Times are tough for livability these days. “Since 2009 average liveability across the world has fallen by 0.7 percent, led by a 1.3 percent fall in the score for stability and safety”, declares The Economist Intelligence Unit’s 2014 Liveability Report, with a hint of a doomsday scowl. War in the Ukraine and Syria has been a leading culprit of un-livability, along with the financial crisis in Greece. Average quality of life worldwide hovers at a 75.33 out of 100. That’s a solid C. We can expect a parent-teacher conference soon, at that rate.
But who decides how “livable” a city is, and just how accurate can they possibly be? There are actually three big names in livability ratings: the aforementioned EIU, Monocle magazine and Mercer. They all use a variety of quantified criteria, weighted and scored; for example, the EIU scores multiple sections in the categories of Stability (weighted 25 percent), Healthcare (20 percent), Culture & Environment (25 percent), Education (10 percent) and Infrastructure (20 percent). There are obvious issues with quantifying these nebulous realities, be they as simple as personal judgement (why should healthcare matter for twice the amount of education, or ignore cost of living entirely?) or more complicated (as The New York Times has argued, “The Economist clearly equates livability with speaking English”; Forbes points out that there is but one truly cosmopolitan city — Tokyo, near the top of the lists).
These qualms can also be pointed at who the livability reports are aimed at: businesses and businesspeople, who use them to compute hardship allowances for job relocation. They also make for great headlines. Check out some of the “Best Places to Live in America” lists and you’ll get the gist. Madison sure looks nice, but who’s seriously considering packing up and moving to Wisconsin?
EIU’s Most Liveable Cities, 2014
In spite of these qualms and the question of what these scores actually stand for, one city that’s made the top ten in 2014 is using its laurels as a catalyst for actual, tangible change.
That would be Auckland, New Zealand, which placed 10th in the EIU ratings, 12th in Monocle‘s and 3rd overall in Mercer in 2014, after launching its “Auckland Plan” in 2012 with the explicit goal of moving to the top of livability ratings worldwide by 2040.
It stands to reason that they could top the list, whatever that may mean for residents and visitors. The city is already New Zealand’s biggest with a population of 1.4 million, over a quarter of the country’s citizens, dwarfing the capital of Wellington and its 200,000. Its location on the northern coastline of the North Island makes it both temperate and beautiful; its port is a major trade and commerce hub; it has five museums, five universities and a number of important music and film festivals throughout the year; 70 percent of its land is rural, but 90 percent of its citizens live in urban areas; stunning beaches, great food and world-class coffee are all within walking distance. If that’s not livable enough for you, you might be high maintenance.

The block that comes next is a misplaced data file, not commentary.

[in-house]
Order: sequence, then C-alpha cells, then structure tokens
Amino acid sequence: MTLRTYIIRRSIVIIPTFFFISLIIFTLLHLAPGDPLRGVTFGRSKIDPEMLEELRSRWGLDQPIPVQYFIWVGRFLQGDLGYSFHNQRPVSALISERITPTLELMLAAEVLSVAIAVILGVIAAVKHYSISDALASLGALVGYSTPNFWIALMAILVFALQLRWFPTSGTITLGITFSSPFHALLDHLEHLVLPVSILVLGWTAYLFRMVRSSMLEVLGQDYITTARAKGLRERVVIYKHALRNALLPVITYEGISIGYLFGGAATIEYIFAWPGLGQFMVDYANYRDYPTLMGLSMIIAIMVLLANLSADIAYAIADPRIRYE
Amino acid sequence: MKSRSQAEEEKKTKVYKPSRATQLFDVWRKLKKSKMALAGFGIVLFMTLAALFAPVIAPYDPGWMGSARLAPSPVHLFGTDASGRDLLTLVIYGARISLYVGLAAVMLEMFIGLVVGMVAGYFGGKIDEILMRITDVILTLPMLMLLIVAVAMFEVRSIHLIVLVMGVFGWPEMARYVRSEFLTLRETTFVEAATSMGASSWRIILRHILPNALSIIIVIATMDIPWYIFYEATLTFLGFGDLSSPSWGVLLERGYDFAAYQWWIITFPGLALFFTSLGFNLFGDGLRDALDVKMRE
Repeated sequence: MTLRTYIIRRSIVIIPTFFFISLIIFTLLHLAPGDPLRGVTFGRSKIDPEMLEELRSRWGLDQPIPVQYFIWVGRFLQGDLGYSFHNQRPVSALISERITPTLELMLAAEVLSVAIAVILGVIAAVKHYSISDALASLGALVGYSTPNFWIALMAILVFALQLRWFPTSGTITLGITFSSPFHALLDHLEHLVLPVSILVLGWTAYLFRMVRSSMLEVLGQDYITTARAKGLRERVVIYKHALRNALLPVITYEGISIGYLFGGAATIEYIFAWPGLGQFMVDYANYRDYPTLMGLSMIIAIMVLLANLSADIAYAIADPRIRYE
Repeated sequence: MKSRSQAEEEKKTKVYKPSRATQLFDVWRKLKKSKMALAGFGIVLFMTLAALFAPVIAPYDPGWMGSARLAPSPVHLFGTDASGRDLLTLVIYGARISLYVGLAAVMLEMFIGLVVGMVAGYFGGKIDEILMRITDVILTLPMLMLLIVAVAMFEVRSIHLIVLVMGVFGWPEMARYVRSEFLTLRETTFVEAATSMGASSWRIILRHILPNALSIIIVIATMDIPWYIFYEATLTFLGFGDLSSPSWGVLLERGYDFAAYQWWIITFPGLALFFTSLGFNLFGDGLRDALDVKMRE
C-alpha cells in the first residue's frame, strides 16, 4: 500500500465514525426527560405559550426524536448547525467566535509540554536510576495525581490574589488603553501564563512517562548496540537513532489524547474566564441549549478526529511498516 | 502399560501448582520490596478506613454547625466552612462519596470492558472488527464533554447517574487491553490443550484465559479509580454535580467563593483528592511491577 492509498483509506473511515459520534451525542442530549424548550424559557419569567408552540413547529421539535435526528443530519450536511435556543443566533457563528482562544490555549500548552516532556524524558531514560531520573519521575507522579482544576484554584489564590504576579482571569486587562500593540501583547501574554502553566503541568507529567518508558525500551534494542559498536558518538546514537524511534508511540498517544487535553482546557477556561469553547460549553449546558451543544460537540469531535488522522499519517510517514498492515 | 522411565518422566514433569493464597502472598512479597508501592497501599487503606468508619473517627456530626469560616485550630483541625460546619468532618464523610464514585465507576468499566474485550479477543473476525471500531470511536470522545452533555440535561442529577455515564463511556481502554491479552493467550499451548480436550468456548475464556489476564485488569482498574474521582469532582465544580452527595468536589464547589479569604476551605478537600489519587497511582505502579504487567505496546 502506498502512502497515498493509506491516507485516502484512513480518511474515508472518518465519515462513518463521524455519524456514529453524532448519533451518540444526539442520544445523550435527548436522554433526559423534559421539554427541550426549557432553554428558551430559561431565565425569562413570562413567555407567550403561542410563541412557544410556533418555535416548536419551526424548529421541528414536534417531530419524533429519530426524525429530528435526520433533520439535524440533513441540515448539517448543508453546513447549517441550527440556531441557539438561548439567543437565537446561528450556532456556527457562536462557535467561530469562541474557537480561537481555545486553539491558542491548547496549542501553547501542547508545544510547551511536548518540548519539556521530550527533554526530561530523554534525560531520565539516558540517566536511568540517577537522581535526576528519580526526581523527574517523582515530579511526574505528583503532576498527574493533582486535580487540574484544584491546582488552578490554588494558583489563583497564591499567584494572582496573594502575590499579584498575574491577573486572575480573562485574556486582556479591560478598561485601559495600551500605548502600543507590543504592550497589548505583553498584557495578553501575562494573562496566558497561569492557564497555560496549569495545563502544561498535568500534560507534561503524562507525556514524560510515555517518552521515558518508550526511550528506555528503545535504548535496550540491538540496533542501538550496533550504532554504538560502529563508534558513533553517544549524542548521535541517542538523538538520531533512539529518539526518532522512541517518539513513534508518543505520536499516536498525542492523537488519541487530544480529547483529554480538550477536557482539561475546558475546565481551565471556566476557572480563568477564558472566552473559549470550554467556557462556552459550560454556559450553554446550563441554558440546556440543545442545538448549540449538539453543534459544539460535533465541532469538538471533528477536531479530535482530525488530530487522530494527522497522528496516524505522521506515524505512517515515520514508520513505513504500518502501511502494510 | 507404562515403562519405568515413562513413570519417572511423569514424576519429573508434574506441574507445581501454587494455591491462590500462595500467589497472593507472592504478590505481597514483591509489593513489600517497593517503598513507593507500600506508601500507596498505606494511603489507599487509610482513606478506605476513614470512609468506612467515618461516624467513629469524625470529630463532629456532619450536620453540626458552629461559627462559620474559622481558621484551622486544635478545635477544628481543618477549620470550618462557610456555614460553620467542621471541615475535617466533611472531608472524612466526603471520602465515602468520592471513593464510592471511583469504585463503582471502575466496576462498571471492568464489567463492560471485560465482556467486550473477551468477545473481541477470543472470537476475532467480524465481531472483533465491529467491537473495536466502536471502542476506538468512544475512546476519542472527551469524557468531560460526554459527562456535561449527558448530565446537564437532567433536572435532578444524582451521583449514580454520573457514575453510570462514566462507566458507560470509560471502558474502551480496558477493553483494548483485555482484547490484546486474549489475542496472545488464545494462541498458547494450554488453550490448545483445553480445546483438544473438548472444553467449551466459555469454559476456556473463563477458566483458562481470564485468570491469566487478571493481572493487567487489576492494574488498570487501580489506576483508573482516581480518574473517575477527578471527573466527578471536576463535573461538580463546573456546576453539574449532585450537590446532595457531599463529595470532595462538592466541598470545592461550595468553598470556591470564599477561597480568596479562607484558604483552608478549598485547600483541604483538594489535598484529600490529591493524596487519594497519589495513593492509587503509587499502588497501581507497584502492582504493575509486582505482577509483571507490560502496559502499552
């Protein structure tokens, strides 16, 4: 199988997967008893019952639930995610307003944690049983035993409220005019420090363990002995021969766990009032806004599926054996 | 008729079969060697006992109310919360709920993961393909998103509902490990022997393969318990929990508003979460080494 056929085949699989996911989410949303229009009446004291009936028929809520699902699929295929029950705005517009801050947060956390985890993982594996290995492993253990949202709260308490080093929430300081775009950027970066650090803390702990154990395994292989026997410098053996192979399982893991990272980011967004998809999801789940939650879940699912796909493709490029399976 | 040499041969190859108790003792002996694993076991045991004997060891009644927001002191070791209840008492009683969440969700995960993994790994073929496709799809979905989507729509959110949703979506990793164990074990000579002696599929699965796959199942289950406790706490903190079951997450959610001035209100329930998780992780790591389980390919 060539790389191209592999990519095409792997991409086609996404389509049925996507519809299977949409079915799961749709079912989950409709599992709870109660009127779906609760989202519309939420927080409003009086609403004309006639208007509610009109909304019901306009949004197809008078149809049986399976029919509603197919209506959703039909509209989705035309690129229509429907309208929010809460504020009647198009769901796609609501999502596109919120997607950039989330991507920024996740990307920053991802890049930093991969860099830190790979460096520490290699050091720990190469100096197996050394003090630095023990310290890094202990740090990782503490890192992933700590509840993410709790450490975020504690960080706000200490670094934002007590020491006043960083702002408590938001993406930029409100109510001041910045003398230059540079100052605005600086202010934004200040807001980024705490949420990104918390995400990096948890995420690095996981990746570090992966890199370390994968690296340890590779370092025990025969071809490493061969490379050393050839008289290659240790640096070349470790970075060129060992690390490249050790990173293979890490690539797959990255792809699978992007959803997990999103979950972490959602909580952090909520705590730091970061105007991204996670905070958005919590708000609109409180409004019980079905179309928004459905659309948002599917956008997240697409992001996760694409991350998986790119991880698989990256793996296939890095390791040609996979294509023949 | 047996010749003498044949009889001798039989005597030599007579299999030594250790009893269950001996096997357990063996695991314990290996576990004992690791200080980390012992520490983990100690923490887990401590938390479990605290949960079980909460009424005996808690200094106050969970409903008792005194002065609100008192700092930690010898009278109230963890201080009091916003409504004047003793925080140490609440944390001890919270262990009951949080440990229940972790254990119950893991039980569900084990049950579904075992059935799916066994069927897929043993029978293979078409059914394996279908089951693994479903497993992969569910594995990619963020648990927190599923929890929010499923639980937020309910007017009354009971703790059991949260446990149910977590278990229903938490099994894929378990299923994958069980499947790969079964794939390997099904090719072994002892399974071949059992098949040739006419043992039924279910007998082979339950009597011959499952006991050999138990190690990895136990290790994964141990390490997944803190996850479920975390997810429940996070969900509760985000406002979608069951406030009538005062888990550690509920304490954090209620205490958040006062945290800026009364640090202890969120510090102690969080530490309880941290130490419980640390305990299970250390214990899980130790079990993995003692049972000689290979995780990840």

The Auckland plan, created by the Auckland City Council and the Auckland Unleashed summit of 500 “great minds” from the Auckland area, begins with a surprising tone, considering the city’s recent accolades: it identifies current problems and deficiencies. Housing development is lagging far behind population expansion, and since the financial crisis, Auckland’s per capita growth has been slower than New Zealand’s as a whole.
In one massive document, the plan puts those problems in its sights. At the forefront is catching up to the city’s fast growth, which will add an estimated 1 million residents by 2040. That means adding 330,000 to 400,000 housing buildings, bulking up infrastructure and creating a major railway link in the city centre while also decreasing waste (sending no trash to landfills by 2040) and maintaining a “compact city” that reins in urban sprawl. The plan declares a goal of 90 percent renewable energy sources by 2025 and 40 percent fewer greenhouse gasses by 2040. Mayor Len Brown called it a plan for the “environmental, economic, social, and cultural transformation” of the city. That might be political hyperbole, but the plan truly does reach for some soaring benchmarks.
Now it’s just a matter of implementing these enormous changes for the next 25 years. It’s going to be a difficult effort. Specific plans for funding are few and far between, and the city council will likely have to look to the private sector. Yet this remains a good place for any city to be in: considered one of the best places in the world, truly and not just quantitatively, and still reaching for massive improvements. You don’t have to take livability ratings at anything beyond face value to understand that the future is bright for New Zealand’s biggest city.